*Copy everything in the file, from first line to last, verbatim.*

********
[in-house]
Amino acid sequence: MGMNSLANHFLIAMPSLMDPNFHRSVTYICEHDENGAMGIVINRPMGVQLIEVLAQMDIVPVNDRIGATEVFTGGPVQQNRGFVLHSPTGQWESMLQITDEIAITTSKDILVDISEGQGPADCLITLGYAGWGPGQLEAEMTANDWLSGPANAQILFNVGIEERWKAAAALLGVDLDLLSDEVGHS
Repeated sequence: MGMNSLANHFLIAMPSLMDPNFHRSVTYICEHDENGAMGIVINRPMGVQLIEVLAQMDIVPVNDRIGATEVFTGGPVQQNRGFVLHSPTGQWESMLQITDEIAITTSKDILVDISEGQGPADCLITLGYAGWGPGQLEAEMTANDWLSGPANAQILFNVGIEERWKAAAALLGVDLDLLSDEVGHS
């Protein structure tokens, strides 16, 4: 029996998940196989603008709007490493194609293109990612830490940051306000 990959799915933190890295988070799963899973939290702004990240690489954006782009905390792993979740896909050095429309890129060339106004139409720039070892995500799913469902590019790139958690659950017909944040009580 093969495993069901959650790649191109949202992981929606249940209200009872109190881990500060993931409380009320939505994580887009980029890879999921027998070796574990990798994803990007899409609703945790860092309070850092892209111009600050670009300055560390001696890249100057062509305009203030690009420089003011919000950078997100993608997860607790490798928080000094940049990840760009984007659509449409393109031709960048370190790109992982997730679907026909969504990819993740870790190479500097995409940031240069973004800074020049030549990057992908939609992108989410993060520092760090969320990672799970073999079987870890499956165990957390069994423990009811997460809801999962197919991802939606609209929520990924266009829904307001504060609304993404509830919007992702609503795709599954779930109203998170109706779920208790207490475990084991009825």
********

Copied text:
[in-house]
Amino acid sequence: MGMNSLANHFLIAMPSLMDPNFHRSVTYICEHDENGAMGIVINRPMGVQLIEVLAQMDIVPVNDRIGATEVFTGGPVQQNRGFVLHSPTGQWESMLQITDEIAITTSKDILVDISEGQGPADCLITLGYAGWGPGQLEAEMTANDWLSGPANAQILFNVGIEERWKAAAALLGVDLDLLSDEVGHS
Repeated sequence: MGMNSLANHFLIAMPSLMDPNFHRSVTYICEHDENGAMGIVINRPMGVQLIEVLAQMDIVPVNDRIGATEVFTGGPVQQNRGFVLHSPTGQWESMLQITDEIAITTSKDILVDISEGQGPADCLITLGYAGWGPGQLEAEMTANDWLSGPANAQILFNVGIEERWKAAAALLGVDLDLLSDEVGHS
């Protein structure tokens, strides 16, 4: 029996998940196989603008709007490493194609293109990612830490940051306000 990959799915933190890295988070799963899973939290702004990240690489954006782009905390792993979740896909050095429309890129060339106004139409720039070892995500799913469902590019790139958690659950017909944040009580 093969495993069901959650790649191109949202992981929606249940209200009872109190881990500060993931409380009320939505994580887009980029890879999921027998070796574990990798994803990007899409609703945790860092309070850092892209111009600050670009300055560390001696890249100057062509305009203030690009420089003011919000950078997100993608997860607790490798928080000094940049990840760009984007659509449409393109031709960048370190790109992982997730679907026909969504990819993740870790190479500097995409940031240069973004800074020049030549990057992908939609992108989410993060520092760090969320990672799970073999079987870890499956165990957390069994423990009811997460809801999962197919991802939606609209929520990924266009829904307001504060609304993404509830919007992702609503795709599954779930109203998170109706779920208790207490475990084991009825």